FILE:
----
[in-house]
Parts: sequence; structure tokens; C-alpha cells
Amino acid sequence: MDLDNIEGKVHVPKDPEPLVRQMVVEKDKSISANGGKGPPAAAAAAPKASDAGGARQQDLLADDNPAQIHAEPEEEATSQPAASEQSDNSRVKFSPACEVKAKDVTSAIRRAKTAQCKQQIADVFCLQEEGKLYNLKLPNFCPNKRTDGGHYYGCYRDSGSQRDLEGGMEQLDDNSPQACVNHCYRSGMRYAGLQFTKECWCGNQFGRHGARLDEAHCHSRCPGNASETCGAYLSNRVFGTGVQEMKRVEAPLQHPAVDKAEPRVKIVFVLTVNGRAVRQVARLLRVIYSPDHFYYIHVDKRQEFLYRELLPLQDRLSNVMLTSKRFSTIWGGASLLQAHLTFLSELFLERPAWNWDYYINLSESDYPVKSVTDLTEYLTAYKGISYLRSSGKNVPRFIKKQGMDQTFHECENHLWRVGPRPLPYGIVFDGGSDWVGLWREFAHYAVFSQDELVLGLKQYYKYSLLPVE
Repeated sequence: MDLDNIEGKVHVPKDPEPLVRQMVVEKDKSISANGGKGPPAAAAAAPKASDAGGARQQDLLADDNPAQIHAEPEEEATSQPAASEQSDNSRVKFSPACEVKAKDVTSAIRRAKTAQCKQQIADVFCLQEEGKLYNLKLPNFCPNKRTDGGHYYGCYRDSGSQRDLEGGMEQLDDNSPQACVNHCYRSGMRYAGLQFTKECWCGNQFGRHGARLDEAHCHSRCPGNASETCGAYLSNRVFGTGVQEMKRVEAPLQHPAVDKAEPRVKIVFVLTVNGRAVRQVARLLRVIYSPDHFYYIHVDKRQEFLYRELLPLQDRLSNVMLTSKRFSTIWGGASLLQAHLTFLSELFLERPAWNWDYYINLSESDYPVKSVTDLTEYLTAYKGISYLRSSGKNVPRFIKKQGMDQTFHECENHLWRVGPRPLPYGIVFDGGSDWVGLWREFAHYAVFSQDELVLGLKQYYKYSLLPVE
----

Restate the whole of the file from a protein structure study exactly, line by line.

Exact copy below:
[in-house]
Parts: sequence; structure tokens; C-alpha cells
Amino acid sequence: MDLDNIEGKVHVPKDPEPLVRQMVVEKDKSISANGGKGPPAAAAAAPKASDAGGARQQDLLADDNPAQIHAEPEEEATSQPAASEQSDNSRVKFSPACEVKAKDVTSAIRRAKTAQCKQQIADVFCLQEEGKLYNLKLPNFCPNKRTDGGHYYGCYRDSGSQRDLEGGMEQLDDNSPQACVNHCYRSGMRYAGLQFTKECWCGNQFGRHGARLDEAHCHSRCPGNASETCGAYLSNRVFGTGVQEMKRVEAPLQHPAVDKAEPRVKIVFVLTVNGRAVRQVARLLRVIYSPDHFYYIHVDKRQEFLYRELLPLQDRLSNVMLTSKRFSTIWGGASLLQAHLTFLSELFLERPAWNWDYYINLSESDYPVKSVTDLTEYLTAYKGISYLRSSGKNVPRFIKKQGMDQTFHECENHLWRVGPRPLPYGIVFDGGSDWVGLWREFAHYAVFSQDELVLGLKQYYKYSLLPVE
Repeated sequence: MDLDNIEGKVHVPKDPEPLVRQMVVEKDKSISANGGKGPPAAAAAAPKASDAGGARQQDLLADDNPAQIHAEPEEEATSQPAASEQSDNSRVKFSPACEVKAKDVTSAIRRAKTAQCKQQIADVFCLQEEGKLYNLKLPNFCPNKRTDGGHYYGCYRDSGSQRDLEGGMEQLDDNSPQACVNHCYRSGMRYAGLQFTKECWCGNQFGRHGARLDEAHCHSRCPGNASETCGAYLSNRVFGTGVQEMKRVEAPLQHPAVDKAEPRVKIVFVLTVNGRAVRQVARLLRVIYSPDHFYYIHVDKRQEFLYRELLPLQDRLSNVMLTSKRFSTIWGGASLLQAHLTFLSELFLERPAWNWDYYINLSESDYPVKSVTDLTEYLTAYKGISYLRSSGKNVPRFIKKQGMDQTFHECENHLWRVGPRPLPYGIVFDGGSDWVGLWREFAHYAVFSQDELVLGLKQYYKYSLLPVE